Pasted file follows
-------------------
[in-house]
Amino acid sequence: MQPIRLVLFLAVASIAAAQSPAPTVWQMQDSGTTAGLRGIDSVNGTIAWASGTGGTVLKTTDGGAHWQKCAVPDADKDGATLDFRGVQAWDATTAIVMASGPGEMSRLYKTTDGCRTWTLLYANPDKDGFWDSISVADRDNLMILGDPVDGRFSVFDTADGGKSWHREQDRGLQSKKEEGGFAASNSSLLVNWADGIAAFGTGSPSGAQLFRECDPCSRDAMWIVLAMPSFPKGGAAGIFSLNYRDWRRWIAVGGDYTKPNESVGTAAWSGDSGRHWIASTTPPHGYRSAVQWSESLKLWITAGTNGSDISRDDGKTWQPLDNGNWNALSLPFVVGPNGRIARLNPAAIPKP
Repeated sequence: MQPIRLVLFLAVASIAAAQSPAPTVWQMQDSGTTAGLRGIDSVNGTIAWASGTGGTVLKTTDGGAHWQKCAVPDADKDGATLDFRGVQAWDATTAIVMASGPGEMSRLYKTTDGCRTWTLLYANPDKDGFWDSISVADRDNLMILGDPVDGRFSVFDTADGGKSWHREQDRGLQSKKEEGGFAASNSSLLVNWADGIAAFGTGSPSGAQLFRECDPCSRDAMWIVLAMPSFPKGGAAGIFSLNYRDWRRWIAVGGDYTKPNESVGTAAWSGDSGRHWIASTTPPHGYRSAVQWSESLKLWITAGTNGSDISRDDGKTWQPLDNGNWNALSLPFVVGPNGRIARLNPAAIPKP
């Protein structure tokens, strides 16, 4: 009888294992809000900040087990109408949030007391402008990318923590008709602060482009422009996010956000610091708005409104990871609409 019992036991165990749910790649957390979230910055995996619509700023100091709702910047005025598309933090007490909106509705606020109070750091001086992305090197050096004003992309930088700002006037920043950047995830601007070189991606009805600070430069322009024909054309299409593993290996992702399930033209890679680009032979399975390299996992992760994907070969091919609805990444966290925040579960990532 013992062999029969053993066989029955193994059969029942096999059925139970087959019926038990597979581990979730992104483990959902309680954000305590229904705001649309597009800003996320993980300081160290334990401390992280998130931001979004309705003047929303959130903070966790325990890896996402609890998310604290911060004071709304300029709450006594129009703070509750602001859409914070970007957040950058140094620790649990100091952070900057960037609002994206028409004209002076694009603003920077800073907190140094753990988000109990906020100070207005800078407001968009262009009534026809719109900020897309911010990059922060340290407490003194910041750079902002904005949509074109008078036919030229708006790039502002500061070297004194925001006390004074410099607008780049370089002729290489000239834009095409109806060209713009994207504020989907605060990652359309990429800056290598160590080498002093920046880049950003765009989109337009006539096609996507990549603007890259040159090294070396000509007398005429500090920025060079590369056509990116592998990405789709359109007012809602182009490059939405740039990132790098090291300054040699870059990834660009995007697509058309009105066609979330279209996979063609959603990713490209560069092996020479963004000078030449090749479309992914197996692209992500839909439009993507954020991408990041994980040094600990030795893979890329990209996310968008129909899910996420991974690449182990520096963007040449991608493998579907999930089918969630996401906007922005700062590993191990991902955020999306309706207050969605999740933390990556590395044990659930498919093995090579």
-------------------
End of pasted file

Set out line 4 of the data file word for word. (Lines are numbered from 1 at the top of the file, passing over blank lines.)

């Protein structure tokens, strides 16, 4: 009888294992809000900040087990109408949030007391402008990318923590008709602060482009422009996010956000610091708005409104990871609409 019992036991165990749910790649957390979230910055995996619509700023100091709702910047005025598309933090007490909106509705606020109070750091001086992305090197050096004003992309930088700002006037920043950047995830601007070189991606009805600070430069322009024909054309299409593993290996992702399930033209890679680009032979399975390299996992992760994907070969091919609805990444966290925040579960990532 013992062999029969053993066989029955193994059969029942096999059925139970087959019926038990597979581990979730992104483990959902309680954000305590229904705001649309597009800003996320993980300081160290334990401390992280998130931001979004309705003047929303959130903070966790325990890896996402609890998310604290911060004071709304300029709450006594129009703070509750602001859409914070970007957040950058140094620790649990100091952070900057960037609002994206028409004209002076694009603003920077800073907190140094753990988000109990906020100070207005800078407001968009262009009534026809719109900020897309911010990059922060340290407490003194910041750079902002904005949509074109008078036919030229708006790039502002500061070297004194925001006390004074410099607008780049370089002729290489000239834009095409109806060209713009994207504020989907605060990652359309990429800056290598160590080498002093920046880049950003765009989109337009006539096609996507990549603007890259040159090294070396000509007398005429500090920025060079590369056509990116592998990405789709359109007012809602182009490059939405740039990132790098090291300054040699870059990834660009995007697509058309009105066609979330279209996979063609959603990713490209560069092996020479963004000078030449090749479309992914197996692209992500839909439009993507954020991408990041994980040094600990030795893979890329990209996310968008129909899910996420991974690449182990520096963007040449991608493998579907999930089918969630996401906007922005700062590993191990991902955020999306309706207050969605999740933390990556590395044990659930498919093995090579």